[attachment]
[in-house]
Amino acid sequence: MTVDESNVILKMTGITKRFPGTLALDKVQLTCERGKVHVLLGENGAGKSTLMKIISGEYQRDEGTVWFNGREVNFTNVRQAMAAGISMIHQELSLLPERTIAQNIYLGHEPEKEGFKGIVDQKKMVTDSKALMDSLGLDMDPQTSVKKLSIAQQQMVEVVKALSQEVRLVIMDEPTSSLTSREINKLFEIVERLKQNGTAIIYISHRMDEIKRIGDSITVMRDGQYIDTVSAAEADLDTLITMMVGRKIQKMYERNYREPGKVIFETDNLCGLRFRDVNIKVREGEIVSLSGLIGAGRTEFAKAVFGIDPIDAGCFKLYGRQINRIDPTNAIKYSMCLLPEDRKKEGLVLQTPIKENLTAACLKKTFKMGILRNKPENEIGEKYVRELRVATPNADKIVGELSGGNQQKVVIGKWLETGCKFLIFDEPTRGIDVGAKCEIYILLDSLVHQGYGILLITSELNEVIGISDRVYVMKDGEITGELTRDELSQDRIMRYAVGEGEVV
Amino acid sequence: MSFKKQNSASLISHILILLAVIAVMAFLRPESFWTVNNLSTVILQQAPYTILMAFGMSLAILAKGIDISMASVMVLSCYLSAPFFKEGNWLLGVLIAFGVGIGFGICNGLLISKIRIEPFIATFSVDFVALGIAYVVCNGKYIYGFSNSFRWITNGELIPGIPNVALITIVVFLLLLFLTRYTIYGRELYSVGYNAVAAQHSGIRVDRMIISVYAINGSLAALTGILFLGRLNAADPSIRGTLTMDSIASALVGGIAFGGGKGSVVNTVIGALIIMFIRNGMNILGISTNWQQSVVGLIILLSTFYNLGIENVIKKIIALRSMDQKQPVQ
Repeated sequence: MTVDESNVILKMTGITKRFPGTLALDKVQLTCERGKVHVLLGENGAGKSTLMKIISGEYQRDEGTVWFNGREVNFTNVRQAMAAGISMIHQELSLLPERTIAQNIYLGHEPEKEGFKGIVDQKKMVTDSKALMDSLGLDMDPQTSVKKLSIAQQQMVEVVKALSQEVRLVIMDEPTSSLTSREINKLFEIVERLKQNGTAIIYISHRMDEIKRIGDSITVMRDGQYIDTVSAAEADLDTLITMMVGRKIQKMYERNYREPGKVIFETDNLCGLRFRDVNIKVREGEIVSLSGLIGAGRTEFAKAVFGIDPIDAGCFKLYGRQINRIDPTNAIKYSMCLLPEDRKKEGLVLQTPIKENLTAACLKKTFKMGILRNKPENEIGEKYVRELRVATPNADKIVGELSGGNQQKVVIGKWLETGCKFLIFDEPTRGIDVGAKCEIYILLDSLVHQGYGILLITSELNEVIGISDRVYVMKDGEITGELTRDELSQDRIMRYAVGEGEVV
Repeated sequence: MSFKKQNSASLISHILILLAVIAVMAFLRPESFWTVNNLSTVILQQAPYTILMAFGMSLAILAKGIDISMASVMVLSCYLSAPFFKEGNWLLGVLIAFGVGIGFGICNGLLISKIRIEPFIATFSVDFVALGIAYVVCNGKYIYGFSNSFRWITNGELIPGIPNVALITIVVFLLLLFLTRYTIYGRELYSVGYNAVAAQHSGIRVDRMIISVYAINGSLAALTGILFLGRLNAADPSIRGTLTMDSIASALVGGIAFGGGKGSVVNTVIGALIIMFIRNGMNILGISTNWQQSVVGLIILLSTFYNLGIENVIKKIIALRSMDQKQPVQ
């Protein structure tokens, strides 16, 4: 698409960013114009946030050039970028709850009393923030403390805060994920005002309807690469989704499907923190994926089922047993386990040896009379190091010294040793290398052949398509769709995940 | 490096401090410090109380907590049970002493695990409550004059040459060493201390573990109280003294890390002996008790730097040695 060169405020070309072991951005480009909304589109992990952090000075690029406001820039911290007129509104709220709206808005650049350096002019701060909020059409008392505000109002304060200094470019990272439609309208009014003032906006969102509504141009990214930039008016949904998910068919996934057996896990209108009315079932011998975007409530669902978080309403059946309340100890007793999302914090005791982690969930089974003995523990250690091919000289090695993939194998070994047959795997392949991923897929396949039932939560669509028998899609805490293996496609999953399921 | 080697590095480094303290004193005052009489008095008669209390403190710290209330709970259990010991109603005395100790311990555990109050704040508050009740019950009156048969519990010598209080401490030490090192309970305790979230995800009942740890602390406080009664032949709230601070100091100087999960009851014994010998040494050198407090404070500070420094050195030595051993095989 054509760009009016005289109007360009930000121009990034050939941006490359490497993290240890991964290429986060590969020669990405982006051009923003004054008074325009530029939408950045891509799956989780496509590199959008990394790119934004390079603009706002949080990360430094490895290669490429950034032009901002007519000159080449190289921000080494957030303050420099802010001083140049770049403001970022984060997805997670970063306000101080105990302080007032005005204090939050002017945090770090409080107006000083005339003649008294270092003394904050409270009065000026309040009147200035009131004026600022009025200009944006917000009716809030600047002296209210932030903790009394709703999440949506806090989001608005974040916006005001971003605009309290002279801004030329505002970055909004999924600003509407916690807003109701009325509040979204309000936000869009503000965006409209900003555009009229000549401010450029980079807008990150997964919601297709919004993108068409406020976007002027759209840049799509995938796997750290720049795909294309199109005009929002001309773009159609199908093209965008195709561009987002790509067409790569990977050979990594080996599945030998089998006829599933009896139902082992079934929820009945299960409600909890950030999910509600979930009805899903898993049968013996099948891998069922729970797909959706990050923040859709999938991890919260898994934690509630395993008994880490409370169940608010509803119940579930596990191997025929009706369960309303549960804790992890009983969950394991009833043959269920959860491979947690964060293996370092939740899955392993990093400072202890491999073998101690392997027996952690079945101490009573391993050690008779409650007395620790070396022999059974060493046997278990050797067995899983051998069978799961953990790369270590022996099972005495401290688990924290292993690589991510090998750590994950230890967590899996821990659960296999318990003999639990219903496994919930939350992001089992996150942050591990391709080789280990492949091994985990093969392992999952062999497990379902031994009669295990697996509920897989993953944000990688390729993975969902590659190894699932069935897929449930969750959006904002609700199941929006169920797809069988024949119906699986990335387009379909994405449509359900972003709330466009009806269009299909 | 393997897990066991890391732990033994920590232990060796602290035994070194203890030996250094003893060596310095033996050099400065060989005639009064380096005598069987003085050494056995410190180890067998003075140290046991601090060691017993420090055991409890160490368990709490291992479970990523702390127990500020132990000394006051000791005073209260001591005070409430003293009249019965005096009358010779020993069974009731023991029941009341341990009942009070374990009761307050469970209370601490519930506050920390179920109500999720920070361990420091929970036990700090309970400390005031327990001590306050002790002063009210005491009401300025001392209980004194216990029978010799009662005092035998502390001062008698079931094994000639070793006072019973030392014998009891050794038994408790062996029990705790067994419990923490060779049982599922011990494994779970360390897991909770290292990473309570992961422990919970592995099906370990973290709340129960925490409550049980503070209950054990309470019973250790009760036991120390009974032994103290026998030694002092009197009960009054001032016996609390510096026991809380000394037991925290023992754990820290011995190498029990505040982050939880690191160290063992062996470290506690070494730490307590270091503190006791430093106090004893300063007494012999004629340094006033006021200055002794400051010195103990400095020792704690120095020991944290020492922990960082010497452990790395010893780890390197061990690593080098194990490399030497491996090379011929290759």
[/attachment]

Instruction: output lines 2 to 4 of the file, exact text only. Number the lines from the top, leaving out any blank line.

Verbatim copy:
Amino acid sequence: MTVDESNVILKMTGITKRFPGTLALDKVQLTCERGKVHVLLGENGAGKSTLMKIISGEYQRDEGTVWFNGREVNFTNVRQAMAAGISMIHQELSLLPERTIAQNIYLGHEPEKEGFKGIVDQKKMVTDSKALMDSLGLDMDPQTSVKKLSIAQQQMVEVVKALSQEVRLVIMDEPTSSLTSREINKLFEIVERLKQNGTAIIYISHRMDEIKRIGDSITVMRDGQYIDTVSAAEADLDTLITMMVGRKIQKMYERNYREPGKVIFETDNLCGLRFRDVNIKVREGEIVSLSGLIGAGRTEFAKAVFGIDPIDAGCFKLYGRQINRIDPTNAIKYSMCLLPEDRKKEGLVLQTPIKENLTAACLKKTFKMGILRNKPENEIGEKYVRELRVATPNADKIVGELSGGNQQKVVIGKWLETGCKFLIFDEPTRGIDVGAKCEIYILLDSLVHQGYGILLITSELNEVIGISDRVYVMKDGEITGELTRDELSQDRIMRYAVGEGEVV
Amino acid sequence: MSFKKQNSASLISHILILLAVIAVMAFLRPESFWTVNNLSTVILQQAPYTILMAFGMSLAILAKGIDISMASVMVLSCYLSAPFFKEGNWLLGVLIAFGVGIGFGICNGLLISKIRIEPFIATFSVDFVALGIAYVVCNGKYIYGFSNSFRWITNGELIPGIPNVALITIVVFLLLLFLTRYTIYGRELYSVGYNAVAAQHSGIRVDRMIISVYAINGSLAALTGILFLGRLNAADPSIRGTLTMDSIASALVGGIAFGGGKGSVVNTVIGALIIMFIRNGMNILGISTNWQQSVVGLIILLSTFYNLGIENVIKKIIALRSMDQKQPVQ
Repeated sequence: MTVDESNVILKMTGITKRFPGTLALDKVQLTCERGKVHVLLGENGAGKSTLMKIISGEYQRDEGTVWFNGREVNFTNVRQAMAAGISMIHQELSLLPERTIAQNIYLGHEPEKEGFKGIVDQKKMVTDSKALMDSLGLDMDPQTSVKKLSIAQQQMVEVVKALSQEVRLVIMDEPTSSLTSREINKLFEIVERLKQNGTAIIYISHRMDEIKRIGDSITVMRDGQYIDTVSAAEADLDTLITMMVGRKIQKMYERNYREPGKVIFETDNLCGLRFRDVNIKVREGEIVSLSGLIGAGRTEFAKAVFGIDPIDAGCFKLYGRQINRIDPTNAIKYSMCLLPEDRKKEGLVLQTPIKENLTAACLKKTFKMGILRNKPENEIGEKYVRELRVATPNADKIVGELSGGNQQKVVIGKWLETGCKFLIFDEPTRGIDVGAKCEIYILLDSLVHQGYGILLITSELNEVIGISDRVYVMKDGEITGELTRDELSQDRIMRYAVGEGEVV